Long abandoned by its creators, a hacker has brought the ill-fated Nintendo PlayStation to life.
The story of the Nintendo PlayStation is a very interesting one. Originally, Sony was contracted by Nintendo for a console collaboration. The project ultimately fell through, but Sony decided to enter the console market anyway using what it had learned and developed. Thus Nintendo ended up unwittingly creating its own biggest rival.
As for the Nintendo PlayStation, it existed only as a handful of non-functioning prototypes, one of which was shared back in 2015. Now, hacking show "The Ben Heck Show" has announced that it has made the device fully-functional.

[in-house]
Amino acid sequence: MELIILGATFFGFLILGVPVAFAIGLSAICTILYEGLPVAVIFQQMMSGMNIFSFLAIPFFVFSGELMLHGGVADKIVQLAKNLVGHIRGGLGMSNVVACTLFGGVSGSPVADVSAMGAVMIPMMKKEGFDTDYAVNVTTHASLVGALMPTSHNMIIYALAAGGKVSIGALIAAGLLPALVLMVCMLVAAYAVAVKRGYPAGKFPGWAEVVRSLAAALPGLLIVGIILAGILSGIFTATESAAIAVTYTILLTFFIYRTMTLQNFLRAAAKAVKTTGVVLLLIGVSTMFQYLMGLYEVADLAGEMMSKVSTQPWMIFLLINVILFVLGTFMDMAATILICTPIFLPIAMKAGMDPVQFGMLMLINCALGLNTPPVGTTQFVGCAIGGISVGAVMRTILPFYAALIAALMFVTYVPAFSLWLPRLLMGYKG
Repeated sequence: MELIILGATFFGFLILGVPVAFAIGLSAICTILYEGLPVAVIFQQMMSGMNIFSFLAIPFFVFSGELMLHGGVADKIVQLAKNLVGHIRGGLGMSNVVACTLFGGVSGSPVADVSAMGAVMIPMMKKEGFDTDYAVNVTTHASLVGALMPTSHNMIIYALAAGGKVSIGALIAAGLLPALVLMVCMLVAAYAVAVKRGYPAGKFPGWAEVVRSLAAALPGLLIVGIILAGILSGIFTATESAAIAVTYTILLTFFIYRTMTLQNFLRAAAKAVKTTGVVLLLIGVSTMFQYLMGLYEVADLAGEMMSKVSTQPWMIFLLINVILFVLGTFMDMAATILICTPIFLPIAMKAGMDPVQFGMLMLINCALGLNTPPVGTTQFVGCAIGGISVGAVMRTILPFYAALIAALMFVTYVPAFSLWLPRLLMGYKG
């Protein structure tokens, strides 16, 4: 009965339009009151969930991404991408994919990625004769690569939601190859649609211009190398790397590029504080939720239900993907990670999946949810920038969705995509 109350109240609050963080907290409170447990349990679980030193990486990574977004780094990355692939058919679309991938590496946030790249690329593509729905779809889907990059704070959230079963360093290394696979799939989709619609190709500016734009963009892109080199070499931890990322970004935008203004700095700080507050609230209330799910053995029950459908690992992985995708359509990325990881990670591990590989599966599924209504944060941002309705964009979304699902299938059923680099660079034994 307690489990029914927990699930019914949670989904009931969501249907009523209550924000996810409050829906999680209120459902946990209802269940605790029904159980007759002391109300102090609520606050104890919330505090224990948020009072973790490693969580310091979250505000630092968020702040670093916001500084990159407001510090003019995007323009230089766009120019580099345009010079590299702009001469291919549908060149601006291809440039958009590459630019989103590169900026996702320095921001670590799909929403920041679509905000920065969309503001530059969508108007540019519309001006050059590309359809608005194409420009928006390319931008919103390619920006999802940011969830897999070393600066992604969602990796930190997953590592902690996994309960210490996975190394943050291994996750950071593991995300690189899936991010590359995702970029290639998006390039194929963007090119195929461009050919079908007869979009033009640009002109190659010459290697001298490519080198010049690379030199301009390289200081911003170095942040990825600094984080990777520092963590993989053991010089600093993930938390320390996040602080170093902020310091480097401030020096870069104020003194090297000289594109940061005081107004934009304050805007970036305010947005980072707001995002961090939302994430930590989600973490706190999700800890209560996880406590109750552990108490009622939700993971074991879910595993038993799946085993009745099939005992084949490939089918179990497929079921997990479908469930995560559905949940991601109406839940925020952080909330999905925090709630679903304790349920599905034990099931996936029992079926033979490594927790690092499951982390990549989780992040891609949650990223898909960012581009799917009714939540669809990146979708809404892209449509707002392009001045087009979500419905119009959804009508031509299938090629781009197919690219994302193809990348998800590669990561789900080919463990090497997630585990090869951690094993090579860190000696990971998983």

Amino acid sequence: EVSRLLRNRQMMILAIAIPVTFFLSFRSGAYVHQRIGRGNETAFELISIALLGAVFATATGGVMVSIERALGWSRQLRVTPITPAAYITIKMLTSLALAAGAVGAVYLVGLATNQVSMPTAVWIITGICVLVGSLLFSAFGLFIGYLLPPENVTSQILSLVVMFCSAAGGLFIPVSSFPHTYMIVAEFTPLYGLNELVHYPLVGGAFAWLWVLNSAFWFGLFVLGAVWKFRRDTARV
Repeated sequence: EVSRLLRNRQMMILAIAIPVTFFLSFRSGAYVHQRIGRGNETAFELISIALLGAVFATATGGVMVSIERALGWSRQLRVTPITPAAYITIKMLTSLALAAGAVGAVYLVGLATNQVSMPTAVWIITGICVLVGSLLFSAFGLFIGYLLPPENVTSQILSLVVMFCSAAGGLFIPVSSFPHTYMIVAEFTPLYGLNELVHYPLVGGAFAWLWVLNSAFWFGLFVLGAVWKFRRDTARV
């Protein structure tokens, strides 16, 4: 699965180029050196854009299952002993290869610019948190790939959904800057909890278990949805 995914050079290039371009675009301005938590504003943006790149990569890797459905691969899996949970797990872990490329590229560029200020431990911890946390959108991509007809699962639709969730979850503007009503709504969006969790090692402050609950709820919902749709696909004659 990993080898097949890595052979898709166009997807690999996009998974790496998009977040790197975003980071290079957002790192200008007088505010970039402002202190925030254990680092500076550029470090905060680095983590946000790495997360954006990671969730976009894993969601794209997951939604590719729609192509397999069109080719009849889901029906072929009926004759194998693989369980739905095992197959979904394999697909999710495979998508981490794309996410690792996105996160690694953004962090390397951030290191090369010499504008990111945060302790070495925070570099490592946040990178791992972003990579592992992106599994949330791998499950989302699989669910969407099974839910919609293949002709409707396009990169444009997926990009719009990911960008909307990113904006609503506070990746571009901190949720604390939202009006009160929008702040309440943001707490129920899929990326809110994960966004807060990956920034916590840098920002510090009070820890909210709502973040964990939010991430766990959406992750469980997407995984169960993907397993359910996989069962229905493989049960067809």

The prototype's problem was that while it could play regular SNES games in its cartridge slot, the CD-ROM drive didn't work. By replacing bad capacitors and making a slew of other adjustments and fixes to the unit, Heck has restored its ability to run audio CDs and, most importantly, CD-ROM games.
While many games were in development for this system in the early 1990s, none have ever surfaced publicly. But once the system's specifications became known last year, homebrew game developers created a couple of small games that, in theory, would run.
The good news is that some of those homebrew games do, in fact run. Not very well, but they do. Now that the hardware is fully functional, its up to developers to figure out how to make games for it.
Source: The Ben Heck Show